There's two smart reasons to mark the middle of your rope. The first one might be rather obvious, the second one perhaps less so, but it may be more important. Let's have a look at both.
1 - Setting up a rappel
Knowing with certainty that the middle of your rope is at the rap anchor is a Good Thing. Of course, if you cut off the end of your rope for any reason, this middle mark becomes less accurate. But most people don’t do that terribly often, so a permanent mark on your rope should last you for a long time. (Yes, you can do the trick of measuring hand spans to find the middle of your rope, which actually is pretty darn accurate, but having a middle mark makes it idiot-proof.)
2 - Belay Safety
This is one people may not think about right away, but it’s arguably more important. For decades, pretty much everyone climbed with a 50 meter rope, and you would never find a single pitch sport climbing anchor more than 25 meters off the ground. But now, many routes are longer, requiring a 60 or even a 70 meter rope. Because these long routes are generally newer, they may not appear in a guidebook, and there's often not a reliable way to tell at the base of the route precisely how long it is.
If you’re belaying the leader, and you notice the middle mark of the rope pass through your belay device before the leader has reached the anchor, that should ring a LOUD alarm bell in your head! You're not going to have enough rope to lower them off and reach the ground, and you need to figure out a crafty solution to a potentially serious problem.
A quick review of the report/book “Accidents in North American Mountaineering”, published annually by the American Alpine club, can confirm that this is a recurring problem. One likely cause is the increase in the number of routes that require a 70 meter rope, as mentioned previously.
Another contributing factor is probably more gym climbers venturing outside. In a gym, routes are almost always less than 30 meters tall, and therefore the 60 meter rope that many gym climbers have for leading is guaranteed to be long enough.
While many people climbing single pitch routes from the ground don’t bother tying into the end of the rope or even having a stopper knot, doing either of these simple fixes eliminates the problem of potentially dropping your leader when you’re lowering them off.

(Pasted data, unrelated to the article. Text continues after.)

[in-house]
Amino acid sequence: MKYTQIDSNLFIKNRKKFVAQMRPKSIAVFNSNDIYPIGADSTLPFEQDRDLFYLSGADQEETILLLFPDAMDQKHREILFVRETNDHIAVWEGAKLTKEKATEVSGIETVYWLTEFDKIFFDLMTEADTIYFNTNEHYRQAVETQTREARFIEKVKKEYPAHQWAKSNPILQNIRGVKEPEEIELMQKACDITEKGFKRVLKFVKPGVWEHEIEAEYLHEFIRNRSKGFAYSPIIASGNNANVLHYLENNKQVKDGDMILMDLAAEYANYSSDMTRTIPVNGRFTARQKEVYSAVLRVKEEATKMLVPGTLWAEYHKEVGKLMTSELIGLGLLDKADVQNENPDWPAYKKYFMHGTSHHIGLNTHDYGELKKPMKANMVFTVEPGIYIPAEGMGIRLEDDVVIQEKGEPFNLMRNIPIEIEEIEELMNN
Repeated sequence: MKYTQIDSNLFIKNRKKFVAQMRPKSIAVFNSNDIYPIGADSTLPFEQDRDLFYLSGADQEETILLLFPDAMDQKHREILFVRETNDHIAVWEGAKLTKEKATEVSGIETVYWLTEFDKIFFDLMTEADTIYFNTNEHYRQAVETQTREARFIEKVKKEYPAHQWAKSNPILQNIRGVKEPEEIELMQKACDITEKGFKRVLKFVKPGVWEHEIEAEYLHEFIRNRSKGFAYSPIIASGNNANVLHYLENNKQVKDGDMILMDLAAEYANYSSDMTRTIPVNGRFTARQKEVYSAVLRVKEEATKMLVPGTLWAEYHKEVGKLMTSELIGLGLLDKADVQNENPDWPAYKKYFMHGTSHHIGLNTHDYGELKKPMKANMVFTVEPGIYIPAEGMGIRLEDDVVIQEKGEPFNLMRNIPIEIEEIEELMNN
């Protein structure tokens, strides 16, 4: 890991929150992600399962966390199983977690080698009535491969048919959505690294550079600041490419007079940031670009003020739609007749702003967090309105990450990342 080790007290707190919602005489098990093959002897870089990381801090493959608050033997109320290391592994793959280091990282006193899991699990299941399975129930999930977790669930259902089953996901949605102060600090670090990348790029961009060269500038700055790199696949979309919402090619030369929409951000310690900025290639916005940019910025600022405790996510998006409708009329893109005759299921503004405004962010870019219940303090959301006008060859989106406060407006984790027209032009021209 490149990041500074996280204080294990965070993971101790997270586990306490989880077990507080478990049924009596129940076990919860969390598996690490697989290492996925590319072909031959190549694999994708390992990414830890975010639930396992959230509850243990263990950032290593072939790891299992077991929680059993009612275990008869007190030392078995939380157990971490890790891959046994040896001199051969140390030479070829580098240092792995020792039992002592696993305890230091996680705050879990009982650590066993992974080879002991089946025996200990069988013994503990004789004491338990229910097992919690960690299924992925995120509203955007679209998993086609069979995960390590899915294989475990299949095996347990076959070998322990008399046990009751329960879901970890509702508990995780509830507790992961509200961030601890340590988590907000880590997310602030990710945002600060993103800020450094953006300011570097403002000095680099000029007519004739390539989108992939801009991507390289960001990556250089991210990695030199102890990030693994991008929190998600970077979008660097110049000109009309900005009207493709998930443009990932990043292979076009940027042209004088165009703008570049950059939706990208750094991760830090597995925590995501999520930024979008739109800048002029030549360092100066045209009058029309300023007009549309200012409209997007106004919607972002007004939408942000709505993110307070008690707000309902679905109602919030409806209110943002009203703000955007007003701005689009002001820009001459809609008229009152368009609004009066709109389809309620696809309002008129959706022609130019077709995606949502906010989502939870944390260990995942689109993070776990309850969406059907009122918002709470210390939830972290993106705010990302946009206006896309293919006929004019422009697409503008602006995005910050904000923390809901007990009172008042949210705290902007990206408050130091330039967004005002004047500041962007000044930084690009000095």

(Even if you have a 70 meter rope for a route designed for it, if those anchors are close to 35 meters off the ground, and you the belayer decide to back up a little bit, that could still cause you to end up short when you’re lowering. So, just having a 70 meter rope does not necessarily eliminate the problem.)
So, how best to mark the middle of your rope?
There’s a ton of information about this on the interweb, have a Google for it and make your own call. Sharpie pens if you’re feeling lucky, designated rope marking pens if you want to be a little more cautious, and sewing a few bits of dental floss through the rope sheath if you want to avoid pens altogether. Or maybe both! I’m a fan of the dental floss, because you can actually feel it with your hand when you’re belaying. If you climb a lot it might wear out or get worn down, but replacing it can be done in just a minute or so.
So, let’s sum this up.
If you’re leading a lot of sport routes outside, you probably want a 70 meter rope, which is pretty much the new standard.
Put a middle mark on your rope, and use it to set up rappels and also for belay safety.
When belaying from the ground, best practice is for the belayer to be either tied into the end of the rope, or have a solid stopper knot tied into the end, to avoid any chance of dropping the leader when lowering.
Think you’d never make a mistake like this? Well, if it can happen to Alex Honnold, it can darn sure happen to you.
In 2016, Alex was dropped by his belayer because they were using a 60 meter rope on a 70 meter route, there was no knot in the end of the rope, and his belayer was not tied to the end of the rope. While she was lowering Alex, the end of the rope zinged through her Grigri and Alex fell onto some “gnarly rocks”.
Would a middle mark have prevented this accident? Hard to say. But it would not have hurt anything.
Read the complete accident account here, from “Accidents in North American Mountaineering”, an annual publication of the American Alpine Club.
Below is a copy paste.
I had run up the route Godzilla (5.9) to put up a top-rope for my girlfriend and her family. At the last second her parents asked us to hang their rope instead of ours. I didn't think about it, but their rope was a 60m and mine was a 70m. I was climbing in approach shoes and everyone was chatting at the base—super casual, very relaxed. As I was lowering, we ran out of rope a few meters above the ground and my belayer accidentally let the end of the rope run through her brake hand and belay device. I dropped a few meters onto pretty gnarly rocks, landing on my butt and side and injuring my back a bit (compression fracture of two vertebrae).
Lots of things should have been done better—we should have thought about how long the rope was, we should have been paying more attention, we should have had a knot in the end of the rope. I wasn't wearing a helmet and was lucky to not injure my head—had I landed on my head, it probably would have been disastrous. My belayer had been climbing less than a year. Basically, things were all just a bit too lax. (Source: Alex Honnold.)